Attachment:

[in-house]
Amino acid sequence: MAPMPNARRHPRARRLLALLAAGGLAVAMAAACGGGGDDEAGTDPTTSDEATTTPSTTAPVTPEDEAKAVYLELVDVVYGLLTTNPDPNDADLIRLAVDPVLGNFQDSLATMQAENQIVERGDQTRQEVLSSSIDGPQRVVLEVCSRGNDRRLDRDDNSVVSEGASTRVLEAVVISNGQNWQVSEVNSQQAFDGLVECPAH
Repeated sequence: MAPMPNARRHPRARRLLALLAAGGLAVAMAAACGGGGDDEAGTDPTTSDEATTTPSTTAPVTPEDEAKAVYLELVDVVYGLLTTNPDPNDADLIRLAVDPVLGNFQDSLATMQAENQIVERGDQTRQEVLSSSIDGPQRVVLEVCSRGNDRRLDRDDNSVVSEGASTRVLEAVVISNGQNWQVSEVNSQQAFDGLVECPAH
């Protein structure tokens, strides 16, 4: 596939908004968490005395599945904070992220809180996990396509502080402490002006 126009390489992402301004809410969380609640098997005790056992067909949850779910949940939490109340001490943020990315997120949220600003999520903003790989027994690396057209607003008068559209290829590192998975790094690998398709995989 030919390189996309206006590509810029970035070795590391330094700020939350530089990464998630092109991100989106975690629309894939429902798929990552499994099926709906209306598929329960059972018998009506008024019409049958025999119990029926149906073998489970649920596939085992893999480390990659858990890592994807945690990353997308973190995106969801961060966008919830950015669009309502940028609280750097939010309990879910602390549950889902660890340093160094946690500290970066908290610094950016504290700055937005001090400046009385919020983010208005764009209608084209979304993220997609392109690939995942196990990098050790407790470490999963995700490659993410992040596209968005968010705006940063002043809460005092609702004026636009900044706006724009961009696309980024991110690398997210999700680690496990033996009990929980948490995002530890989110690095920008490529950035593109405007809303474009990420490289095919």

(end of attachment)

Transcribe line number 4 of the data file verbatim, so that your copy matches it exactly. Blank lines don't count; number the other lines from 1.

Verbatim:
């Protein structure tokens, strides 16, 4: 596939908004968490005395599945904070992220809180996990396509502080402490002006 126009390489992402301004809410969380609640098997005790056992067909949850779910949940939490109340001490943020990315997120949220600003999520903003790989027994690396057209607003008068559209290829590192998975790094690998398709995989 030919390189996309206006590509810029970035070795590391330094700020939350530089990464998630092109991100989106975690629309894939429902798929990552499994099926709906209306598929329960059972018998009506008024019409049958025999119990029926149906073998489970649920596939085992893999480390990659858990890592994807945690990353997308973190995106969801961060966008919830950015669009309502940028609280750097939010309990879910602390549950889902660890340093160094946690500290970066908290610094950016504290700055937005001090400046009385919020983010208005764009209608084209979304993220997609392109690939995942196990990098050790407790470490999963995700490659993410992040596209968005968010705006940063002043809460005092609702004026636009900044706006724009961009696309980024991110690398997210999700680690496990033996009990929980948490995002530890989110690095920008490529950035593109405007809303474009990420490289095919």